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Deeds of Gift, and Your Title
Sometimes, a gift of a house is made with the intention of mitigating (reducing, or avoiding) Inheritance Tax. If the donor continues to live in the house, it is generally quite unwise to assume that the gift will be effective to save tax, and we always advise against this.
There have been many schemes set up, promoted and sold, no doubt at great expense, to try to get around these difficulties. Almost universally, such schemes founder after a great deal of further expense and litigation. When they succeed, the gap they have revealed is rapidly filled by statute.
Such gifts may also be used in an attempt to evade creditors. Anticipating bankruptcy, somebody may give away their property in an attempt to defeat the trustee in bankruptcy. Frequently, a parent, fearing that they may soon come to live in a residential home is also concerned that their hard-won home may be swallowed in fees. The law therefore allows that in certain circumstances such transactions to be set aside so that the property can be again made available to the creditors, or to the local authority.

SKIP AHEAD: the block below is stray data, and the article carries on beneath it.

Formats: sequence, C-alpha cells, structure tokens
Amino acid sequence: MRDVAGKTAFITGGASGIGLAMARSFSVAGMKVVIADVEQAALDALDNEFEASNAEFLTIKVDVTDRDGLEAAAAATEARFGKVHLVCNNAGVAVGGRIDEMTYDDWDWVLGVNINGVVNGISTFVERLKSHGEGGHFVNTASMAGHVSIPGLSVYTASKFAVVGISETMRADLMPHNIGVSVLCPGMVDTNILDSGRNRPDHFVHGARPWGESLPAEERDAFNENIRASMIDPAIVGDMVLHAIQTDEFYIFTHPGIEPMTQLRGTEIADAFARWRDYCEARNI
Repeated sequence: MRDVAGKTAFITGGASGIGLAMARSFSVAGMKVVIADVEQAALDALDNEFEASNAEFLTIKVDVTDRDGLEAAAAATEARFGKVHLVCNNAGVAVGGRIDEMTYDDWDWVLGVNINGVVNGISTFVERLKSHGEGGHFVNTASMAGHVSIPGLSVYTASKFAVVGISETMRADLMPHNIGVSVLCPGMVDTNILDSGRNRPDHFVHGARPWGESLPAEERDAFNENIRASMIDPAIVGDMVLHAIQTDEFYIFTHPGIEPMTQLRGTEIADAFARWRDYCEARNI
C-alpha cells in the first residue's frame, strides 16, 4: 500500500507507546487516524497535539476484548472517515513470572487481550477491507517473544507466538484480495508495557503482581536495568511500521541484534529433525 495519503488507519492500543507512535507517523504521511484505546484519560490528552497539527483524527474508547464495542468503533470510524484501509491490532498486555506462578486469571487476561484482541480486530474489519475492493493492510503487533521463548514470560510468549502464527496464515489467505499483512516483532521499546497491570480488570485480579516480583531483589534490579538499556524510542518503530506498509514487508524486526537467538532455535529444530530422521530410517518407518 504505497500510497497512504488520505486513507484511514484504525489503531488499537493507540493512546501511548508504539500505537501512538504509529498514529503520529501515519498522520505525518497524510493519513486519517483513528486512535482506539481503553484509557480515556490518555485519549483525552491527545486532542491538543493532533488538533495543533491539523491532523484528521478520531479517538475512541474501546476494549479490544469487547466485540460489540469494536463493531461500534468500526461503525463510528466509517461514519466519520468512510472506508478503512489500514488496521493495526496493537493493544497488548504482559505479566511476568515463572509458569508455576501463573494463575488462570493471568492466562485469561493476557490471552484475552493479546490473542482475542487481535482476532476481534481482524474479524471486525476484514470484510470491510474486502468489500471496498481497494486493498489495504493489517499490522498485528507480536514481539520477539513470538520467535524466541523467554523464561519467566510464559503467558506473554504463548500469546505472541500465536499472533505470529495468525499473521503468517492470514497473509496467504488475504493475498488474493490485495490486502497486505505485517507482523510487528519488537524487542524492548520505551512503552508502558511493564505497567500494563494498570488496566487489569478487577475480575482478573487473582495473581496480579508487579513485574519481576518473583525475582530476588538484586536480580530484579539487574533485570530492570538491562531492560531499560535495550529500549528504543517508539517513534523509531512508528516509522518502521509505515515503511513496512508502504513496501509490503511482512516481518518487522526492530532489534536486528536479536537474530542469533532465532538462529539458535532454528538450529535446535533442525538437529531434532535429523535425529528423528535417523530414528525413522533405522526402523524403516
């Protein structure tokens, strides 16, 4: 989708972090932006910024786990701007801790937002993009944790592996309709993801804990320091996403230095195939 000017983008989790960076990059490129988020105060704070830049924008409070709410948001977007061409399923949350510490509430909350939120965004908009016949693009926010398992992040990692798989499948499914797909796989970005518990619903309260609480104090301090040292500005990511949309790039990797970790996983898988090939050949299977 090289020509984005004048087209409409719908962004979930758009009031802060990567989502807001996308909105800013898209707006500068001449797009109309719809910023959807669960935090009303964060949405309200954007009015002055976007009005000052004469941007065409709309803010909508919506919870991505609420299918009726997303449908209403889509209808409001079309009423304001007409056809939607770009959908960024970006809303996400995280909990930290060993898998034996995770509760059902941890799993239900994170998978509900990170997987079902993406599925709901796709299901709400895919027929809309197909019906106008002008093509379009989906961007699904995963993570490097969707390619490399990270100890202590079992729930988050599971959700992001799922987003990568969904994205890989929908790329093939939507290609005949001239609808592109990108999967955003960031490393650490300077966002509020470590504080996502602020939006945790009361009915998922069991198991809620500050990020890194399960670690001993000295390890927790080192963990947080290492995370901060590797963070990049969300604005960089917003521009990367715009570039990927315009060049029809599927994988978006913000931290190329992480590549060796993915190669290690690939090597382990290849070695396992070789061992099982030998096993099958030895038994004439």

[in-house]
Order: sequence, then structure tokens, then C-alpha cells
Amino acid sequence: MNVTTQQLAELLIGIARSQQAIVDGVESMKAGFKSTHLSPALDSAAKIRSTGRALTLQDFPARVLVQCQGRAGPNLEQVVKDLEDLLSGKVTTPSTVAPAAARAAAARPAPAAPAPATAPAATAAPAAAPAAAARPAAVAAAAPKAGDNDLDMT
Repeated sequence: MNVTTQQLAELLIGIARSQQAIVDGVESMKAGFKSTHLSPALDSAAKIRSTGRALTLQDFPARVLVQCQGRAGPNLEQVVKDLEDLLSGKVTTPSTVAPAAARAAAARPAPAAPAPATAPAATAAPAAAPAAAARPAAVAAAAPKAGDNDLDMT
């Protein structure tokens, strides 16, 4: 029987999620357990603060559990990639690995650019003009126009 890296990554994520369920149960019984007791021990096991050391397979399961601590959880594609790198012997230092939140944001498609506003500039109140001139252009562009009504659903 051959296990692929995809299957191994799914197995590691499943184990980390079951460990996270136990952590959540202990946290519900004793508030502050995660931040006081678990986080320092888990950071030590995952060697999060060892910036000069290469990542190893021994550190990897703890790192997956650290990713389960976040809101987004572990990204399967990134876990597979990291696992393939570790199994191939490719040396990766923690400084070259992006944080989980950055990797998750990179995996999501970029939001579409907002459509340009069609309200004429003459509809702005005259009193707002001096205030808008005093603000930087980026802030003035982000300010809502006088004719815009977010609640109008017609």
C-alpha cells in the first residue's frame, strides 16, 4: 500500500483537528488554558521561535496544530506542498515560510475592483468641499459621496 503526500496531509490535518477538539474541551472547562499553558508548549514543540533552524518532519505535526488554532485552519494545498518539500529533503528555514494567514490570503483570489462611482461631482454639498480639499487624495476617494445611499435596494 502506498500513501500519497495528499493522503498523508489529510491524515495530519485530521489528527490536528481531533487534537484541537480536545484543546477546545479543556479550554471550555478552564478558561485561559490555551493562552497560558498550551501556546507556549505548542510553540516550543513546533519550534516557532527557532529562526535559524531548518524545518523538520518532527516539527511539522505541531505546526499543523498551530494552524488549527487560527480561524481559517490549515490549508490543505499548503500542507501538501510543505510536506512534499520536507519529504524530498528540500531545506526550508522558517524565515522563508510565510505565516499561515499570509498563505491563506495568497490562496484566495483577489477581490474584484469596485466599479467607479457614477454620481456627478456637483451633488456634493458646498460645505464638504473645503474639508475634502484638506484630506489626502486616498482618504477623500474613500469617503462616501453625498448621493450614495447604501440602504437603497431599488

This creates a situation where, once the property has been given away, the title becomes defective, and may retain that defect for several years. Many lenders will be quite unwilling to lend on the property, in case the title of borrower is set aside. If the gift is set aside, in order to recover the value of the house for the trustee in bankruptcy, anyone buying from the person to whom the house was given may lose what he bought. His lender, in turn, would then be left with no security for the loan.
To work around this problem, usually an insurance policy has to be purchased. These policies may be expensive and are based upon the value of the property as a whole, and not the amount of the gift (which may be less) or the loan.
There are other issues to consider. We have to be clear who is our client; that no pressure has been brought to bear on that client to make the gift; and that the client will be properly protected, and have proper provision for his or her future accommodation. These issues can be very delicate, but must be faced. Please ask for more advice about your own case.
|Important: Please note that our law-bytes are retained for archival purposes only. The law changes, and these notes are often, now, out of date. You must take direct advice on your own personal situation and the law as it currently stands.|
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